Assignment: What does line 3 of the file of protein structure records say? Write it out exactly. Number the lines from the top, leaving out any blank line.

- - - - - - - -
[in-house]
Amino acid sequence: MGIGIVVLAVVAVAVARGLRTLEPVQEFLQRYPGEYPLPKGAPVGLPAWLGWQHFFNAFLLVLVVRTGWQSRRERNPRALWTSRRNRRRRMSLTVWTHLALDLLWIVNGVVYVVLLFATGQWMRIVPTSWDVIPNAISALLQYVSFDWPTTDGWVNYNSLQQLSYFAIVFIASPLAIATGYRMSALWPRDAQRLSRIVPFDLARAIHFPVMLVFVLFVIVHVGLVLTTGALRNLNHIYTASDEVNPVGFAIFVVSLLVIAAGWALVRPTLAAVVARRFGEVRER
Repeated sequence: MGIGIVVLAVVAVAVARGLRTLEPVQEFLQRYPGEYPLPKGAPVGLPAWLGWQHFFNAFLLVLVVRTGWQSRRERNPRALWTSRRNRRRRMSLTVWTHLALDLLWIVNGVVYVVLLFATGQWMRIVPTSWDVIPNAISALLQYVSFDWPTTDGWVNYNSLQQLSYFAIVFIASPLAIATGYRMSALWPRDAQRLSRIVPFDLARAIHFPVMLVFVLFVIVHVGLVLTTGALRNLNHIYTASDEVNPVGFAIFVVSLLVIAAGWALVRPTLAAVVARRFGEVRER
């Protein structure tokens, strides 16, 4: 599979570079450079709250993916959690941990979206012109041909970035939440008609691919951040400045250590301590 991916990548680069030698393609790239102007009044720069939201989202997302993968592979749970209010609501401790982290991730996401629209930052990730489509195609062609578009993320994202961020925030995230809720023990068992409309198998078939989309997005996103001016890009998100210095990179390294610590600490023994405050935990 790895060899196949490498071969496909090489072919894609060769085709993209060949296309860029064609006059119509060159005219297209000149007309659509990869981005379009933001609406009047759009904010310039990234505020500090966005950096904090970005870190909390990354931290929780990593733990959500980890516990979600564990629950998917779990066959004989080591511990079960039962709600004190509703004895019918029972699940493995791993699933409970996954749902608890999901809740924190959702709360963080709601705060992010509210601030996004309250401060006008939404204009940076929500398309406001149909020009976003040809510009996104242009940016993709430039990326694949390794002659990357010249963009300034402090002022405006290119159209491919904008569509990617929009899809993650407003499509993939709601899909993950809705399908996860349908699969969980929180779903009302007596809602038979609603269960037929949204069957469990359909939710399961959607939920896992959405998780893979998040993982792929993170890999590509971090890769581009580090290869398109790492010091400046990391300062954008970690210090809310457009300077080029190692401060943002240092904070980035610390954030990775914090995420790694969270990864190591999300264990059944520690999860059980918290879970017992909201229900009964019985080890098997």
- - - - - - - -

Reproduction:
Repeated sequence: MGIGIVVLAVVAVAVARGLRTLEPVQEFLQRYPGEYPLPKGAPVGLPAWLGWQHFFNAFLLVLVVRTGWQSRRERNPRALWTSRRNRRRRMSLTVWTHLALDLLWIVNGVVYVVLLFATGQWMRIVPTSWDVIPNAISALLQYVSFDWPTTDGWVNYNSLQQLSYFAIVFIASPLAIATGYRMSALWPRDAQRLSRIVPFDLARAIHFPVMLVFVLFVIVHVGLVLTTGALRNLNHIYTASDEVNPVGFAIFVVSLLVIAAGWALVRPTLAAVVARRFGEVRER